MinterEllison and Holding Redlich break down the factors in pursuing an unfair dismissal claim in Australia
COVID-19 has brought the issue of unfair dismissal into the limelight over the past couple of years as many companies responded to the pandemic by taking cost-cutting measures that included pay cuts, layoffs and furloughs. However, what constitutes unfair dismissal in Australia, and is it worth it for employees to pursue such claims?
What is considered unfair dismissal?
Under the Fair Work Act 2009, unfair dismissal refers to when a worker’s employment is terminated in a way that is considered by the Fair Work Commission to be “harsh, unjust or unreasonable”. According to the Fair Work Commission, a decision may be “harsh” if it is an extreme or disproportionate response; “unjust” if the employee is not guilty of the alleged behaviour; or “unreasonable” if there is no evidence to support the employee’s dismissal.
When it comes to unfair dismissals, the commission takes several issues into account:
- whether there was a valid reason for the dismissal surrounding the employee’s capacity or conduct
- whether the employee was notified of the reason and provided an opportunity to respond
- whether the employee was unreasonably refused a support person during dismissal meetings
- other matters the commission considers relevant, such as the employee’s personal circumstances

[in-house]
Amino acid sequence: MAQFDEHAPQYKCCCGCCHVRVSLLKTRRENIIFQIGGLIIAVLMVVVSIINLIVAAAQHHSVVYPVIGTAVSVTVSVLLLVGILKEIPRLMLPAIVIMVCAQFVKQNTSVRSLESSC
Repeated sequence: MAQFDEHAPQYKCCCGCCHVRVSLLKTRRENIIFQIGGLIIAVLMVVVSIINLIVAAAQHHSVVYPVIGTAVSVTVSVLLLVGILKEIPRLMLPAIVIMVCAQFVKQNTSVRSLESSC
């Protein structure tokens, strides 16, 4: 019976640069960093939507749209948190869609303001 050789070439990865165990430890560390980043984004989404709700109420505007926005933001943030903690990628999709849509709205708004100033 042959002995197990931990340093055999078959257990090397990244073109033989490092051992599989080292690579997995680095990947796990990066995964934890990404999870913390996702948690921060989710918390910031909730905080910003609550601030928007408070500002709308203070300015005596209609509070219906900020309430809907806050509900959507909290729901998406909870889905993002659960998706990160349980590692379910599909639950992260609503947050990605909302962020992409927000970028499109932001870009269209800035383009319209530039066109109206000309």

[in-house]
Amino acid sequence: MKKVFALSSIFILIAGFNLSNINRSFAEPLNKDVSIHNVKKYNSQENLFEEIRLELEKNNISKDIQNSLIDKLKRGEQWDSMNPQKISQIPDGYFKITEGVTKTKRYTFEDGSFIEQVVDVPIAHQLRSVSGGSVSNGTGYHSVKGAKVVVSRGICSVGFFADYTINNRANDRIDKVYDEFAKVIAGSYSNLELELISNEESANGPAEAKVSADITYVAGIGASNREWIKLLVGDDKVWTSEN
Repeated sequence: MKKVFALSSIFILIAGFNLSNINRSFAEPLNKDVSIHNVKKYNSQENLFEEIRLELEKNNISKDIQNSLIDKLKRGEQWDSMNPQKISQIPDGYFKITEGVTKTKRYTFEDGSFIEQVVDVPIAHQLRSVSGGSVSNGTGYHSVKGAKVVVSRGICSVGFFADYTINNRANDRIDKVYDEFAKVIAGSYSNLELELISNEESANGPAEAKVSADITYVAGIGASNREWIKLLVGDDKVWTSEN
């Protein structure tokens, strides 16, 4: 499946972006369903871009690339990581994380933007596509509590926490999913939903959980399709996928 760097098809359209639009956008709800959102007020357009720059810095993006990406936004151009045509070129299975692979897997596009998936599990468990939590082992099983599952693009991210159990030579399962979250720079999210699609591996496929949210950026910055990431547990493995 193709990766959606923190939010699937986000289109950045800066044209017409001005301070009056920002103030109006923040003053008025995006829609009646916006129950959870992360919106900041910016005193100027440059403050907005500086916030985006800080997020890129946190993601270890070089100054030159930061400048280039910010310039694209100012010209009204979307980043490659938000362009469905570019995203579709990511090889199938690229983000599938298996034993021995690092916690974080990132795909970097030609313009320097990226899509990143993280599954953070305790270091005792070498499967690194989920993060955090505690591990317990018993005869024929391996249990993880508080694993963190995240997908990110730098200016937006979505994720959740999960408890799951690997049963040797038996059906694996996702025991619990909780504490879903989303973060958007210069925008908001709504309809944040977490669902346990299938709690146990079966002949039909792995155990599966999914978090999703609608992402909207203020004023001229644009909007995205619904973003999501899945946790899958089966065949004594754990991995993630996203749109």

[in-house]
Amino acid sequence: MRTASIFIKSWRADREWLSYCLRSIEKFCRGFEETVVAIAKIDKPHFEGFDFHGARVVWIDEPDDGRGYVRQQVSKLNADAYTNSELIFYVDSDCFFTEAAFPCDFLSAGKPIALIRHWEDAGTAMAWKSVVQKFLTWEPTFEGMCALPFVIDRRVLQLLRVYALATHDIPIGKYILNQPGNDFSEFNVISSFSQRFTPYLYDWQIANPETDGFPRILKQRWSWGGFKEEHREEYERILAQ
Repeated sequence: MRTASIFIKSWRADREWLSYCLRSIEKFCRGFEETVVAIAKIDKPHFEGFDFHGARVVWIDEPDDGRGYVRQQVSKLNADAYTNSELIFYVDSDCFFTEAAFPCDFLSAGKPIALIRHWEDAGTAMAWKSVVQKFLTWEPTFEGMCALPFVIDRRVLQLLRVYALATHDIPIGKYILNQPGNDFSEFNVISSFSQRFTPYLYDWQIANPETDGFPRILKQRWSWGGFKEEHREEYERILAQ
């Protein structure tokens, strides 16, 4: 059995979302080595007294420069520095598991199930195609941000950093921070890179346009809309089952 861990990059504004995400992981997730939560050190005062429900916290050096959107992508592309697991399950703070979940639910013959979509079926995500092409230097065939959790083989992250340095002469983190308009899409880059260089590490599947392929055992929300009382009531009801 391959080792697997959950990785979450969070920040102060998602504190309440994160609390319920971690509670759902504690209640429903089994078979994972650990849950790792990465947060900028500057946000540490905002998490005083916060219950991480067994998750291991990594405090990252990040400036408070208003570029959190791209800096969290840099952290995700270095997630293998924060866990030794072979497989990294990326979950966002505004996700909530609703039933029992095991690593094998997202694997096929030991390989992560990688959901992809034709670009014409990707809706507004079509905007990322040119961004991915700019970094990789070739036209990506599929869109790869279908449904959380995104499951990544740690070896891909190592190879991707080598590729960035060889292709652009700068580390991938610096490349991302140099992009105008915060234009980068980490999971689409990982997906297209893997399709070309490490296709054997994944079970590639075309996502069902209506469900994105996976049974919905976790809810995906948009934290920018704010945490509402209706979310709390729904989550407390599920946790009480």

According to Holding Redlich partner Andrew Klein, a redundancy that is not found to be genuine is also considered an unfair dismissal.
“A position will only be genuinely redundant if the employer no longer requires the job (i.e., the particular collection of duties, functions and responsibilities) to be performed by anyone,” Klein tells Australasian Lawyer. “Importantly, it is also, more often than not, a requirement for a redundancy to be genuine that the relevant employee and, if applicable, their representatives, are consulted before a final decision regarding a redundancy is made.”
As part of the redundancy process, employers are also obliged to consider whether the worker can be redeployed to another role.
Who can apply for unfair dismissal?
To apply for an unfair dismissal remedy, you must have been employed at the organisation in question for the minimum employment period.
“For those employed by a small business of 15 employees or less, this minimum period is 12 months, and includes casual workers who regularly work. For other employees, the minimum period is 6 months,” Klein explains.
Secondly, your employment must be covered by a modern award or enterprise agreement. Finally, your remuneration must be less than the “high-income threshold”. According to the Fair Work Commission, the high-income threshold is $158,500 as of 1 July 2021.
What happens when you claim unfair dismissal?
The first step in claiming unfair dismissal is completing Form F2, which requests core information, such as contact details and information specific to your employment. The form is provided on the Fair Work Commission’s website.
An employer can then file a response when the claim is filed and served in order to explain its side.